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Adobe Photoshop CS5 : Working with Automate Commands - Merging Images to HDR

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The Merge to HDR Pro command allows you to combine multiple images or different exposures of the same image or scene (i.e., a bracketed exposure). This command takes the best elements of each photograph and combines them to create a single HDR (High Dynamic Range) image with more dynamic range than is possible with a single image, creating 32-bit high-quality digital images. Since several photos will be combined to create a single image, it’s important to place the camera on a tripod (so the camera won’t move between shots), and then take enough photographs (a minimum of 3) at different exposures to capture all the dynamic range of the scene. You can have Photoshop automatically align the merging images and remove any ghosting due to people moving or misalignment during consecutive shots, or you can do it manually. HDR Pro comes with custom presets—such as Flat, Monochromatic, Photorealistic, Saturated, or Surrealistic—to make it easier to set options. HDR includes faster, smoother exposure adjustments. You can even use HDR Pro along with Photomerge—an image stitching feature—for high-quality panoramic images.

Use Merge To HDR Pro

Click the File menu, point to Automate, and then click Merge To HDR Pro.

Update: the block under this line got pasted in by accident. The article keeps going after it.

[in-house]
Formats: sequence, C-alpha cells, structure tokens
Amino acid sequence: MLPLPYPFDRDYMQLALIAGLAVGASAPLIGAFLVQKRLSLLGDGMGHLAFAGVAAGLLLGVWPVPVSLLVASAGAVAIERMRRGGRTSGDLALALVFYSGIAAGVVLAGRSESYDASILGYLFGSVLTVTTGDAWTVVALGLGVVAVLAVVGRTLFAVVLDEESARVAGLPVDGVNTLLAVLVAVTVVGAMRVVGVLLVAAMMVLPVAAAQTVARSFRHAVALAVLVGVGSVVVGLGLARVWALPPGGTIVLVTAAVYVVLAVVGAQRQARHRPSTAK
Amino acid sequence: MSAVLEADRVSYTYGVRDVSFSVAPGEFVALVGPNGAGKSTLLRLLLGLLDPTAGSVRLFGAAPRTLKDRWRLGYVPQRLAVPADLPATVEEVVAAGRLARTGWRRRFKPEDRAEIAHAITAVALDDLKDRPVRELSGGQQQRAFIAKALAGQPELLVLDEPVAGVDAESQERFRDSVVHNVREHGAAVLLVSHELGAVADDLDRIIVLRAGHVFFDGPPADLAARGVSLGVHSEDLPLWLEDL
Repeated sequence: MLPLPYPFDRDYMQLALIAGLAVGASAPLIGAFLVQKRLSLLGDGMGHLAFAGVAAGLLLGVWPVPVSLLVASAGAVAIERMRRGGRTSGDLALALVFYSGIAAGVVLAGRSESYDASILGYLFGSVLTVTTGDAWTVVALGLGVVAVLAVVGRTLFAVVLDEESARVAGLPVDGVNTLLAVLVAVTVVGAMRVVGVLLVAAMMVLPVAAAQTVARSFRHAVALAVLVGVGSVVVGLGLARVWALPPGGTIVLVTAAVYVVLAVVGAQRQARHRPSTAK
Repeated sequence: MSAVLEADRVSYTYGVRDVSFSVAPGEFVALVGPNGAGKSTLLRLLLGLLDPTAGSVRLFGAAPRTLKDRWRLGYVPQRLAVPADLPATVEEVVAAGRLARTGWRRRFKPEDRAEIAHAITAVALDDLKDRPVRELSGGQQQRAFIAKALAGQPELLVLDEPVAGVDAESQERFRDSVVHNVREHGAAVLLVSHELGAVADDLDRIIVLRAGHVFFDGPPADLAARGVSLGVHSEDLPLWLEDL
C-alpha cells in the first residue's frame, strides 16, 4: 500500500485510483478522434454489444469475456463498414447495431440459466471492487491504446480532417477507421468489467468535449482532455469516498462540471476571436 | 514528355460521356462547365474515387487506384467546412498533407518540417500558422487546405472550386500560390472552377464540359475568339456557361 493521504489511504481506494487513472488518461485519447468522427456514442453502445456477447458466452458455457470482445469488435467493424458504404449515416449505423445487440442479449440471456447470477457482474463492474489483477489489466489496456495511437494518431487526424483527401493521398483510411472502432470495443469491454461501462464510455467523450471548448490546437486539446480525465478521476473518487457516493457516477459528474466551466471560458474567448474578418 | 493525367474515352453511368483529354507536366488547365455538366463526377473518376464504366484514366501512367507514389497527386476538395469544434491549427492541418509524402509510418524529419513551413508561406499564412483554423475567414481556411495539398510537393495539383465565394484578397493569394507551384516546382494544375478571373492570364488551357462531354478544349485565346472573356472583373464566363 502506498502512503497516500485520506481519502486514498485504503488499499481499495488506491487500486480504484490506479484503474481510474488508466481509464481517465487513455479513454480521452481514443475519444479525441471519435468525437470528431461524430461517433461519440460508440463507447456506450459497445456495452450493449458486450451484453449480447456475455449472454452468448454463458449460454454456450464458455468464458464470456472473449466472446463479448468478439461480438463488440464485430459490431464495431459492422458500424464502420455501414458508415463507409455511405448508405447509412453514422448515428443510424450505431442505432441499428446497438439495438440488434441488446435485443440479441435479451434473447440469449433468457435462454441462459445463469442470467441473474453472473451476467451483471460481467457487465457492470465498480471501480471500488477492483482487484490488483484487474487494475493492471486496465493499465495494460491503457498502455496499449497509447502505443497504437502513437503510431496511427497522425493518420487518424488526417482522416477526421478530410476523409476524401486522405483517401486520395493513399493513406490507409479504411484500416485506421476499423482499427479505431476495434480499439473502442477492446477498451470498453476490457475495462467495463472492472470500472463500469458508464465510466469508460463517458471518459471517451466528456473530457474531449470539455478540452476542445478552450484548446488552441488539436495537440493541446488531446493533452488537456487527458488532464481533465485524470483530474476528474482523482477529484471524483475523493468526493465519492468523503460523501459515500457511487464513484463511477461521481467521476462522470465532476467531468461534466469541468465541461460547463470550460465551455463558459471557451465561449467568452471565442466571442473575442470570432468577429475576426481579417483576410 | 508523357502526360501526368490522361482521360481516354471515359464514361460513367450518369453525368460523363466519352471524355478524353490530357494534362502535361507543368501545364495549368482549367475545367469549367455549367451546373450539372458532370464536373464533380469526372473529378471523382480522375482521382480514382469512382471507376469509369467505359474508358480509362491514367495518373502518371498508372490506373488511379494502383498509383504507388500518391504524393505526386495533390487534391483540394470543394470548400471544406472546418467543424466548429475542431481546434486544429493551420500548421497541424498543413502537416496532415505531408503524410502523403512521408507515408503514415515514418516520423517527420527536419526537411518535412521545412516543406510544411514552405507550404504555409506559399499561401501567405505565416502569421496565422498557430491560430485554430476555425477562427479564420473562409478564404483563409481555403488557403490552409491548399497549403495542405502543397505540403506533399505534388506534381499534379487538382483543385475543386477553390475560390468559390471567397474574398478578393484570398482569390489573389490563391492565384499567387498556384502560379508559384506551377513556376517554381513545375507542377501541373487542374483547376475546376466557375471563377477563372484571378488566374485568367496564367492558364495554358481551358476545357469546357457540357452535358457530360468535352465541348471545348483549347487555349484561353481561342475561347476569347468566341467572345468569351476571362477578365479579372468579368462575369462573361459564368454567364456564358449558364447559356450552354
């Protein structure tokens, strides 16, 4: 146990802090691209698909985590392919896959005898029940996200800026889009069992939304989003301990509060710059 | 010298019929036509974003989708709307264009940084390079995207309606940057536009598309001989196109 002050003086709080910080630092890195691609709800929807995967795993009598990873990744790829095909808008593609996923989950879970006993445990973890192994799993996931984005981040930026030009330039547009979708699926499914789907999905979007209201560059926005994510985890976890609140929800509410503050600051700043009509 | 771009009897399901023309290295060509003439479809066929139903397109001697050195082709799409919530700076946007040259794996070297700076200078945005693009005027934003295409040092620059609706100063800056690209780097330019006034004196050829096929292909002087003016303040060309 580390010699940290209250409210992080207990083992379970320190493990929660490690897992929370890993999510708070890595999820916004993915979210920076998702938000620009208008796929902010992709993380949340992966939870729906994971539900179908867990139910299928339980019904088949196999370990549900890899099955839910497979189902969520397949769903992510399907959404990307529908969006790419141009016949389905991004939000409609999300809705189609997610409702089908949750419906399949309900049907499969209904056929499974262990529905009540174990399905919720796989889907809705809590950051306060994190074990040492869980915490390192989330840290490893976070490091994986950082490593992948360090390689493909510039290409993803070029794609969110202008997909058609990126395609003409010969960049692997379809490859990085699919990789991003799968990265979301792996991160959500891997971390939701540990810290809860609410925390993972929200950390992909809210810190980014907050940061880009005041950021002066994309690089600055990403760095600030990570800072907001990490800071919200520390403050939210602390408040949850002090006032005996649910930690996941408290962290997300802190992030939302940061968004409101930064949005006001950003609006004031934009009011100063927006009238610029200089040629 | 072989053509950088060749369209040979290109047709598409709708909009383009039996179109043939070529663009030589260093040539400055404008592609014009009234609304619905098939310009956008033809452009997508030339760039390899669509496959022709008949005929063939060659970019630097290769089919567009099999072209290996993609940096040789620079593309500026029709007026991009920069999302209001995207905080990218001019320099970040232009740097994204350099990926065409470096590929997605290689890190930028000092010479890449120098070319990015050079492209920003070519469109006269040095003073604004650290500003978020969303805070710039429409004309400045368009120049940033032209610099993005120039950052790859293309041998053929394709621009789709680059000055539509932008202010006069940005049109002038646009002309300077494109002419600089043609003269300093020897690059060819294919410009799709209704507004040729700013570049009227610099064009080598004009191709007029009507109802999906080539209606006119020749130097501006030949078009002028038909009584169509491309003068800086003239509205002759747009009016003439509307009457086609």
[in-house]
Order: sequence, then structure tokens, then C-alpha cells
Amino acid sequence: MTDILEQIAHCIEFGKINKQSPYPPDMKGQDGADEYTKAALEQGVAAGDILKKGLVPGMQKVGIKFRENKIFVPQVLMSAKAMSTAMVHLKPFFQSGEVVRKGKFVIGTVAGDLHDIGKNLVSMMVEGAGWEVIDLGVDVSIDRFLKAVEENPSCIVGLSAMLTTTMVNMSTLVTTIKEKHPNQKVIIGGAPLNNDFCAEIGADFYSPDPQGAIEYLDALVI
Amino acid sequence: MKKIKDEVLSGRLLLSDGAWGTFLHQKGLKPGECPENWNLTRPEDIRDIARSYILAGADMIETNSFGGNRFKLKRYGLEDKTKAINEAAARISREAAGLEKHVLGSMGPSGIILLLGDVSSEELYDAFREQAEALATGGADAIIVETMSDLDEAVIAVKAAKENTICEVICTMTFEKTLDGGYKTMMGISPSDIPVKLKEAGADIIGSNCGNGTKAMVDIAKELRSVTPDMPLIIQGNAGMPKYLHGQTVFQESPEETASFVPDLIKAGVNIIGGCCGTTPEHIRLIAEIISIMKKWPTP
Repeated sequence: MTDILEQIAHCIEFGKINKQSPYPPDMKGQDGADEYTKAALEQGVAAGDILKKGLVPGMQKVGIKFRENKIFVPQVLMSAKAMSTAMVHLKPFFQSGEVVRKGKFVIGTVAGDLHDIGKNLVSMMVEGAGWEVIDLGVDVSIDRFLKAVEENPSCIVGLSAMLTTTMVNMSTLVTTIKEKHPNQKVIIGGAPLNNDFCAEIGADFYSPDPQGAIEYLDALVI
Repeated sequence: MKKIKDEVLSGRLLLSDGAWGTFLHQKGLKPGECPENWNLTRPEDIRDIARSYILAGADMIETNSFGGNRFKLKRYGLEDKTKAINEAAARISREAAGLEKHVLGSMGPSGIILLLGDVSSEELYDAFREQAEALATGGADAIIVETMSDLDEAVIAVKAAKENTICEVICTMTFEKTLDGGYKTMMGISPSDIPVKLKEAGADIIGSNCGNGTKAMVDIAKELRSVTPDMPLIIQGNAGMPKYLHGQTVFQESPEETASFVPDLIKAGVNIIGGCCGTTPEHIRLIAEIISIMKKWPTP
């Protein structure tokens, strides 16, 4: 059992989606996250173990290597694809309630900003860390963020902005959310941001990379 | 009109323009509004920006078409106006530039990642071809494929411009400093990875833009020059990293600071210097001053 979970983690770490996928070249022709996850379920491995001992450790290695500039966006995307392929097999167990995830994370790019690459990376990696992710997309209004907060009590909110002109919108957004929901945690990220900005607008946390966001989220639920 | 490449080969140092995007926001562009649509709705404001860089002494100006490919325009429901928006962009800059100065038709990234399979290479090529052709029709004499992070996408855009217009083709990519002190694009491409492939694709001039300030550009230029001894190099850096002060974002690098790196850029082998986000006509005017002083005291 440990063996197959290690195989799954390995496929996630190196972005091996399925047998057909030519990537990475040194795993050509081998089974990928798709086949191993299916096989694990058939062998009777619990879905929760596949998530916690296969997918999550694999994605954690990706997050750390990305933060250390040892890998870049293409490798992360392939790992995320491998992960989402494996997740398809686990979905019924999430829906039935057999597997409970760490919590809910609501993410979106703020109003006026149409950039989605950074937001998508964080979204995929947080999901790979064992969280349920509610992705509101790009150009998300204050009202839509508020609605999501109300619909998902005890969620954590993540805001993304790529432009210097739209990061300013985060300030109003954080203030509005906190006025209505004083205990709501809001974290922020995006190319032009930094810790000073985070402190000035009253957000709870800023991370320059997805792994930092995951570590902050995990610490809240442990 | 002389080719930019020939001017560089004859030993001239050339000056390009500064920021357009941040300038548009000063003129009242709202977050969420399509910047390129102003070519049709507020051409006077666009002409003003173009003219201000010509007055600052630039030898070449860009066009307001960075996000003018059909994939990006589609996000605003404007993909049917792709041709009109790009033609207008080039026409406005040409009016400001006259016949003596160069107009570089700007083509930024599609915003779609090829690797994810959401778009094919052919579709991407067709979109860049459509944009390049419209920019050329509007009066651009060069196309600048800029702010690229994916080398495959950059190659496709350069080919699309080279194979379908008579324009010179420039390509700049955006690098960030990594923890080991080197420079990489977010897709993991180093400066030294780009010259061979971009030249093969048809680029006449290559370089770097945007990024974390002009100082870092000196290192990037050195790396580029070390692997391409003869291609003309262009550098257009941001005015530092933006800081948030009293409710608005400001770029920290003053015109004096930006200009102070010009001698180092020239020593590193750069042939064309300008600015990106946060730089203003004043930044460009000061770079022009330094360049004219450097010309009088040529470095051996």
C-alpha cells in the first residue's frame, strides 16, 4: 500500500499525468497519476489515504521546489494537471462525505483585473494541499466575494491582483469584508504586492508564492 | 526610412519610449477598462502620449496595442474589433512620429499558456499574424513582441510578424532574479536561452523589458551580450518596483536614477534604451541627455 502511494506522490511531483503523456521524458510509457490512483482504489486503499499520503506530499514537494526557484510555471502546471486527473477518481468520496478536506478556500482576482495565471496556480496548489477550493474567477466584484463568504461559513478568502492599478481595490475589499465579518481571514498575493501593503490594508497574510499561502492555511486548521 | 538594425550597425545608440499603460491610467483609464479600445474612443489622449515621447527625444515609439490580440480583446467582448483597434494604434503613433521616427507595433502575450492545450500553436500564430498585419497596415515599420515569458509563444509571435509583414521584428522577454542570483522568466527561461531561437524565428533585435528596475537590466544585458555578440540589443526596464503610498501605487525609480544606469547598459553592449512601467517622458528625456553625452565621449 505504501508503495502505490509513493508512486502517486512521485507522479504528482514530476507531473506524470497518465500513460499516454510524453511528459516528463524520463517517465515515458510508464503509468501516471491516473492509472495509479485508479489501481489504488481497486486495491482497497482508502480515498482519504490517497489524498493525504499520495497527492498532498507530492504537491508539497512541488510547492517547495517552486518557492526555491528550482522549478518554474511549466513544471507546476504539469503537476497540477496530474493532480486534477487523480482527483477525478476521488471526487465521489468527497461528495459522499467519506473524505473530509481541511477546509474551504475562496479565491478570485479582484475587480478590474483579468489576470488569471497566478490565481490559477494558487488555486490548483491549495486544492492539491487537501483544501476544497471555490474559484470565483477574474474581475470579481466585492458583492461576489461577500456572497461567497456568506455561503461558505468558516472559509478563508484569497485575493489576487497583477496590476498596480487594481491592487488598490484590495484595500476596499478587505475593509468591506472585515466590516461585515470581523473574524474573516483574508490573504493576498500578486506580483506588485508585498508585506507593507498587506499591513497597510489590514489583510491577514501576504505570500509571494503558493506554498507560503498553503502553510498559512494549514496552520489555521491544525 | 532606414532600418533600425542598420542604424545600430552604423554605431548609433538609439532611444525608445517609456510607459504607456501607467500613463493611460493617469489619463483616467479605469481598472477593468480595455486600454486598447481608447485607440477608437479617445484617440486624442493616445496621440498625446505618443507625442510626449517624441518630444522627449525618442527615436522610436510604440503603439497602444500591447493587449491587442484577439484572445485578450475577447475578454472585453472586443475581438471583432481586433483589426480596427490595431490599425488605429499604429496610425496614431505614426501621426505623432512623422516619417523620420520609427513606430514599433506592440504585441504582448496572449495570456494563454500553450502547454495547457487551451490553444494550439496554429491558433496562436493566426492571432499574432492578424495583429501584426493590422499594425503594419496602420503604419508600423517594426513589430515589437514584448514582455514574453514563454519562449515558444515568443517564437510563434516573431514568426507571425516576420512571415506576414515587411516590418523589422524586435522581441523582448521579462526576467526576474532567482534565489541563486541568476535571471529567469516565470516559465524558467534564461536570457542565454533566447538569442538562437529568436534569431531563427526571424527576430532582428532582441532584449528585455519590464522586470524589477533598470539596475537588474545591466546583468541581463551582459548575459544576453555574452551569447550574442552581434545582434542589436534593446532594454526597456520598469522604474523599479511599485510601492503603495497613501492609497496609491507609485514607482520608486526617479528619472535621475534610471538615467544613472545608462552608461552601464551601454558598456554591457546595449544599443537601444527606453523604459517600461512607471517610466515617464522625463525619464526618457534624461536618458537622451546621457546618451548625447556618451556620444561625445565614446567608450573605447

Click the Use list arrow, and then select from the following options:

  • Files. Click the Browse button, and then select the images.

  • Folder. Click the Browse button, and then select the folder containing all the images.

To quickly add currently opened files to the list, click Add Open Files.

To remove any images from the list, click the file name, and then click Remove.

Did You Know?

You can start the Merge To HDR command from Bridge. Select the images you want, click the Tools menu, point to Photoshop, and then click Merge To HDR Pro.

Select the Attempt To Automatically Align Source Images check box to let Photoshop try to align the images together.

Click OK.

If you did not check the option in step 5, specify any of the following options, and then click OK.

  • Select Files. Select or clear the check box under each thumb-nail to specify which images to use.

  • Preset. Select a preset, such as Flat, Photorealistic high or low contrast, Monochromatic artistic, and Surrealistic.

  • Remove Ghosts. Select to remove image ghosts. Ghosts are slight shifts in elements when you take consecutive photos.

  • Mode. Click the Mode list arrow, and then select a bit depth for the merged image.

  • Method. Click the Method list arrow, and then select from the available options (vary based on the method):

    • Exposure. Adjusts the highlight end of the image’s tonal scale.

    • Gamma. Adjusts the image gamma, using a simple power function. Similar to adjusting the midpoints in an image’s brightness.

  • Save Settings. Click the Preset Options button, click Save Preset, type a name, and then click Save.



Photoshop attempts to combine the elements of all the images.
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